Officials in Australia announced a set of plans, Wednesday, to resume public life at a rapid pace in order to push the affected economy in sync with a diplomatic row with China, its main trade partner.

The government is also in talks with universities about allowing some foreign students to return, a sector that contributes more than A $ 30 billion ($ 19.6 billion) to the local public treasury.

New South Wales, the most populous state, will allow citizens to resume leisure travel as of next month and reopen tourist areas on its southern coast that have been badly affected by massive forest fires before the Corona virus pandemic.

"We will play our role as the largest state and the center of economic power in the country, to ensure that we provide the greatest possible degree of economic activity in a safe environment," said Gladys Berggillen, the state's prime minister.

"We want people to enjoy themselves and feel freedom, but at the same time we hope that you know that everything we do is different during the pandemic," she added.

Australia has recorded just over seven thousand cases of the virus, including one hundred deaths, and has conducted about 1.1 million checks for the population of 25 million, and Health Minister Greg Hunt said the country had recorded only 11 new cases during the past 24 hours.

The Australian states and territories are implementing a three-stage federal government plan to ease public isolation measures imposed two months ago. But the irregular pace of implementation means applying various restrictions across the country at the same time.

South Australia said it plans to move faster to the second stage and that it will allow residents to eat and drink at restaurants and bars. Meanwhile, the states of Western Australia, South Australia and Tasmania, all of which have recorded a decline in cases of infection, continue to close their borders.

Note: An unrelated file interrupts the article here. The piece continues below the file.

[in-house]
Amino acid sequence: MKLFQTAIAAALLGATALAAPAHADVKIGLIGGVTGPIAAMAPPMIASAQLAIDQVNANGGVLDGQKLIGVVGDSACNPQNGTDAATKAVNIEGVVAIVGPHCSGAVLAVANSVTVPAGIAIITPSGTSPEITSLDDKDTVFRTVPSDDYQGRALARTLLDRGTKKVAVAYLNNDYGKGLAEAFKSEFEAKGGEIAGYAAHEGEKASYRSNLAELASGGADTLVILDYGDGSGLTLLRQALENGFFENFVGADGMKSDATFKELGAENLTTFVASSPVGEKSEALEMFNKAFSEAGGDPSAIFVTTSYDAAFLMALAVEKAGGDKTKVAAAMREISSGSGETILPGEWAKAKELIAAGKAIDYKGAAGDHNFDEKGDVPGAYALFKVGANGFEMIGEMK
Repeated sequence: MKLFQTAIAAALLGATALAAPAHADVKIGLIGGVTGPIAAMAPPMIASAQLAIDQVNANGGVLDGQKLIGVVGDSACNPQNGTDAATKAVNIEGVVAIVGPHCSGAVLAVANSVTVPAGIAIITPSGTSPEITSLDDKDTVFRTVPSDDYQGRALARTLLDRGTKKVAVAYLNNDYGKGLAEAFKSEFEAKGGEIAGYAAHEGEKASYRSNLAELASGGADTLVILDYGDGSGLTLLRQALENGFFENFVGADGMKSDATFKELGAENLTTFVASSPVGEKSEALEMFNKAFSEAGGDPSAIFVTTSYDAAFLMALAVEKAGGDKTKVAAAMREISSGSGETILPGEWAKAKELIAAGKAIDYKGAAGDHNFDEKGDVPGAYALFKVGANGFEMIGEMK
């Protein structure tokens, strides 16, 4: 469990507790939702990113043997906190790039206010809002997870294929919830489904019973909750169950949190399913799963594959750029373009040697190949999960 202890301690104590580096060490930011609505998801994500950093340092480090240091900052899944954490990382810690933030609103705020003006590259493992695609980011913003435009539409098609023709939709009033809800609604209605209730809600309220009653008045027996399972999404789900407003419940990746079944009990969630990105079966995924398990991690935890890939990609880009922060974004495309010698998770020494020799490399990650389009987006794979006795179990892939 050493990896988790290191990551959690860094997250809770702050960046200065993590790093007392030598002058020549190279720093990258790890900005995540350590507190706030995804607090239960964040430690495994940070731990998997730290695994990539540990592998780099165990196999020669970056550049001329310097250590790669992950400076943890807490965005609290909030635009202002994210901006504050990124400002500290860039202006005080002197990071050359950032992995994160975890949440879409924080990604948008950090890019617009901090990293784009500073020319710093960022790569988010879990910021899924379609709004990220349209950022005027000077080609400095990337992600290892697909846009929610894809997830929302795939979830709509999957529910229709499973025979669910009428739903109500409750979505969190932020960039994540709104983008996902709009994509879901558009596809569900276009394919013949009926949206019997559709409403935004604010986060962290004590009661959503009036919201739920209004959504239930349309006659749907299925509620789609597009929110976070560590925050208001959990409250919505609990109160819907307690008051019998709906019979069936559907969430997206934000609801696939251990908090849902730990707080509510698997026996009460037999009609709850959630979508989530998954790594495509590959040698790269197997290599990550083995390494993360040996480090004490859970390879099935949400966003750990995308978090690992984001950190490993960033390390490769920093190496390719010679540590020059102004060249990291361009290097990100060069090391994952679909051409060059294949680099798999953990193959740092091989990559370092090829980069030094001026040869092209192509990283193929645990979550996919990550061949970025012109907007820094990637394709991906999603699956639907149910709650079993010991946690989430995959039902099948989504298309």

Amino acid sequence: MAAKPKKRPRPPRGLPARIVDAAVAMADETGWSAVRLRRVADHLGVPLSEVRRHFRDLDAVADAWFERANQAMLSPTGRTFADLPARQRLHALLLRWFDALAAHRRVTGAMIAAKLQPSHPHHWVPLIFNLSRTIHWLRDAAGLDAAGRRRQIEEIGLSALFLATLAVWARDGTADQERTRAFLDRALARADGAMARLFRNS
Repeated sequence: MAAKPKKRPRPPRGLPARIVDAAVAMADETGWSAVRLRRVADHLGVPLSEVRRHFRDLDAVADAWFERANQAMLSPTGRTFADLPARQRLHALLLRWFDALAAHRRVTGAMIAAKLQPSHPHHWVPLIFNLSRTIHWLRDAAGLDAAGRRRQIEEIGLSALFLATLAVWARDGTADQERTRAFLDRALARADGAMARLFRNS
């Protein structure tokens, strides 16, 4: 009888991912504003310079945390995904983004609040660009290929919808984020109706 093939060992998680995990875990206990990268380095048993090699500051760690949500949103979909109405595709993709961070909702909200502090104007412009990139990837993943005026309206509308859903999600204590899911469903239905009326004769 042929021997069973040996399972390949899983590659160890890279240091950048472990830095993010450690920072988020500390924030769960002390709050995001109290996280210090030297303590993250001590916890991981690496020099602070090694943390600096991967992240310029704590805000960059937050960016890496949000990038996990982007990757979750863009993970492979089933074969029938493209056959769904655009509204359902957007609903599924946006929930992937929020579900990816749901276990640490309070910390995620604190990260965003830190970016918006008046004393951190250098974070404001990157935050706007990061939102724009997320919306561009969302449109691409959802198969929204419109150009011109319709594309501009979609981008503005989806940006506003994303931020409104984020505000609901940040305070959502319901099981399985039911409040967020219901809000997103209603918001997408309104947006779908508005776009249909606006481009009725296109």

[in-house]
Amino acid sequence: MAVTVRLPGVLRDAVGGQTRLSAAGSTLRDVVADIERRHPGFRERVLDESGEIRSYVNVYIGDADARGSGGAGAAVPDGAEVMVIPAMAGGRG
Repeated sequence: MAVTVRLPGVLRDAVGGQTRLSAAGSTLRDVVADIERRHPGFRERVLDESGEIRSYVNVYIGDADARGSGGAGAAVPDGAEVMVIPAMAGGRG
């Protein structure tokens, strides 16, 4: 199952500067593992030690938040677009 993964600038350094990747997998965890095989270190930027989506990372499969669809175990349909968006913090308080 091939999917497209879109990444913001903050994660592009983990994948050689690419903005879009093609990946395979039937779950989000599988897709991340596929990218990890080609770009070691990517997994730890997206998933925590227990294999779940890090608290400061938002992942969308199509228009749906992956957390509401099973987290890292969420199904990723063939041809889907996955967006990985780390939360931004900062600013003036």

The resumption of business and social life across the country comes amid a row with China over Australia's leadership role in urging an international investigation into the origin of the emerging Corona virus.

China this week supported a comprehensive WHO review of the response to the spread of the virus, but it is angry at what it sees as a more targeted investigation urges Australia.

China describes Australia's efforts to garner support for the investigation as a "political maneuver".

Beijing last week banned some Australian meat exports, citing trademark offenses, and this week imposed large tariffs on barley imports from Australia to fight dumping and influence government support.

The disagreement may affect universities' plans to attract students, as Chinese students make up about 40% of the number of students in the international higher education sector in Australia.